4-day workweek no panacea (Guest commentary)

Employers should determine exact goals before shortening workweek
By Johnny Laurent
|Canadian HR Reporter|Last Updated: 06/03/2011

If the sheer number of articles and blogs devoted to the topic of a four-day, 10-hour (4/10) workweek is anything to go by, the debate over longer — but fewer — workdays is ramping up. Partially driven by the need to reduce costs, many public sector organizations have already picked this option.

Utah has stood as a popular point of reference for the success of a four-day week. In that state, 63 per cent of government employees report increased productivity and 79 per cent say they have had a positive experience, according to the government. As an added bonus, many of its employees also report lower levels of work-family conflicts. And while a government audit of the state’s program found the switch had not led to the multimillion-dollar savings it had hoped for, the costs of utilities, fleet services and overtime all declined.

Proponents of the revised schedule tout other benefits, including reduced commuting costs, both for workers and employers that pay for transportation-related costs. Cutting one workday reduces commuting by 20 per cent and having people start work earlier and finish later could also make roads less congested.

The 4/10 workweek may bring cost savings but not everyone is drinking the Kool-Aid. Some of the downsides include decreased productivity, morale and family time, according to law firm Young Conaway, which runs the Delaware Employment Law Blog. Additionally, the alternative schedule comes with the risk of developing the wrong perspective — employers should be focusing on results, not the amount of time spent doing work — and may force supervisors to micromanage in order to hit the same goals on a compressed timeline.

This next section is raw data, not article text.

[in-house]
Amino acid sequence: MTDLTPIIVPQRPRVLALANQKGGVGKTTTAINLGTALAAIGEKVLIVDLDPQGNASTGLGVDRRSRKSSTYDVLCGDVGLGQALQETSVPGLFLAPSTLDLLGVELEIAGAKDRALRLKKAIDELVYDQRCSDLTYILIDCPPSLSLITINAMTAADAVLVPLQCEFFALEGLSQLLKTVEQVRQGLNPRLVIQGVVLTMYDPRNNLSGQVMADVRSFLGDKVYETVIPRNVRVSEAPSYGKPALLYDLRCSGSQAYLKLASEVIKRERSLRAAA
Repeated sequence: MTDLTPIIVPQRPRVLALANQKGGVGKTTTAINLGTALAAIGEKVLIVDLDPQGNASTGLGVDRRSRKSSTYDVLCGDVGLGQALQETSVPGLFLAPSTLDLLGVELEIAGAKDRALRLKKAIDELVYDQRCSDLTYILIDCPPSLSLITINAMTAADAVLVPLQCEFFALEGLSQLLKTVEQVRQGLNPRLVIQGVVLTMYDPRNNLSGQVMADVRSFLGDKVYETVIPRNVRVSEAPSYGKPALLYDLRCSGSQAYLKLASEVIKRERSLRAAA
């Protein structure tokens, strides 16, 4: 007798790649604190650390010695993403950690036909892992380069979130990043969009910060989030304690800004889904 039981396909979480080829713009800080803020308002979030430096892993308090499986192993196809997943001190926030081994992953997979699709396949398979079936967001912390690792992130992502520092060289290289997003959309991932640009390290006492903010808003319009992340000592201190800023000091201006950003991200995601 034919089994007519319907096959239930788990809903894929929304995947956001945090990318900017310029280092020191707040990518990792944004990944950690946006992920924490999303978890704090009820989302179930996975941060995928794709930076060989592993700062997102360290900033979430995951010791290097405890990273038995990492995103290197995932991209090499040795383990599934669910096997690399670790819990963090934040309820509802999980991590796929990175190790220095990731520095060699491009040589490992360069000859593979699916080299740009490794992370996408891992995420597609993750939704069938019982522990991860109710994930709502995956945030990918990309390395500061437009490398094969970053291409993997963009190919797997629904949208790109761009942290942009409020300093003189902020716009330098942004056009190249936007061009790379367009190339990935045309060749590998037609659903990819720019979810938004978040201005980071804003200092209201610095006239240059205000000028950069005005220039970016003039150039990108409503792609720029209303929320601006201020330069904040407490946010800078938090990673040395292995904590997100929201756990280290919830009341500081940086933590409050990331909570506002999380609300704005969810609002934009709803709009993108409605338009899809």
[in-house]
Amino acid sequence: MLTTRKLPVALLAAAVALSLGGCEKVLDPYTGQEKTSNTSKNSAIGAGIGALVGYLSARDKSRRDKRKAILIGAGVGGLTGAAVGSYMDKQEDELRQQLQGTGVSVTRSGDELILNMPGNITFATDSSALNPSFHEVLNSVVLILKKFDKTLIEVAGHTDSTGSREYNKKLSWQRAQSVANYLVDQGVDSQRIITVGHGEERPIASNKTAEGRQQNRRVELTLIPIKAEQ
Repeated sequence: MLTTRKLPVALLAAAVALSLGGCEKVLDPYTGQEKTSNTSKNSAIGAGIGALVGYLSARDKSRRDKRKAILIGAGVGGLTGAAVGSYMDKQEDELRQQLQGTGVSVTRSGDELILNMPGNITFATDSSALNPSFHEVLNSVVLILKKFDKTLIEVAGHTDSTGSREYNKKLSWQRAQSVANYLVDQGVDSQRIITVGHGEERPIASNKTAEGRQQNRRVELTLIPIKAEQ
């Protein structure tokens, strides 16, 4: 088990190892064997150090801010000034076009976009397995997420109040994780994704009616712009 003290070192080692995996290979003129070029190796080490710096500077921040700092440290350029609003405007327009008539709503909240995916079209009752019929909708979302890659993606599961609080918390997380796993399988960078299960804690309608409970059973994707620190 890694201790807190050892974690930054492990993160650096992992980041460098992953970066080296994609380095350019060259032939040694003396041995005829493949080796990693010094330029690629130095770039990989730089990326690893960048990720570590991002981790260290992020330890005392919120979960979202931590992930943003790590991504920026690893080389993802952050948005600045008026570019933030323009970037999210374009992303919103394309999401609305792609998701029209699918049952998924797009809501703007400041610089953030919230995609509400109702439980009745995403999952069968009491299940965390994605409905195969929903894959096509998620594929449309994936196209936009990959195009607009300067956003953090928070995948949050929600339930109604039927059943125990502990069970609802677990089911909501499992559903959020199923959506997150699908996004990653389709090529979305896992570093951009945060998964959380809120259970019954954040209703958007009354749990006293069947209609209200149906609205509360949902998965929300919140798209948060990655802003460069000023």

Critics of the 4/10 system also say employees may be inconvenienced because days that end later leave them with less time to spend with family or running errands. On the flipside, some of those tasks could be accomplished on the newly added third day of the weekend.

Employers considering a four-day week would also have to take into account customer needs on day five.

Another twist is the issue of worker engagement. In 1993, I implemented a 4/10 workweek and saw benefits in the short-term but, as time went on, productivity declined. And engaged employees did not hold to the four-day workweek — they actually worked more.

This was at a time with a less mobile workforce — a virtual office was barely being talked about. But the explosion of the mobility movement has put the power of the office computer into everyone’s phone, adding more complexity to this topic. Like the idea of a shortened workweek, breaking down the borders between the office and the outside world with technology changes everyone’s attitudes about work and requires a different approach to management.

Any organization looking to implement a 4/10 workweek needs to ensure it understands why it’s pursuing this type of change. Determining the exact goals of the program — employee happiness, energy cost reductions, increased efficiency — is necessary before a company experiments with shortened weeks. There are other alternatives to increase productivity and lower work-family conflicts.

Breaking down the traditional ideals of the workforce requires a concerted effort. I do not believe 4/10 is the answer — rather, a company should invest in its employees.

Johnny Laurent is a vice-president and general manager at Sage North America, a business application software vendor for small and mid-sized enterprises based in St. Petersburg, Fla.

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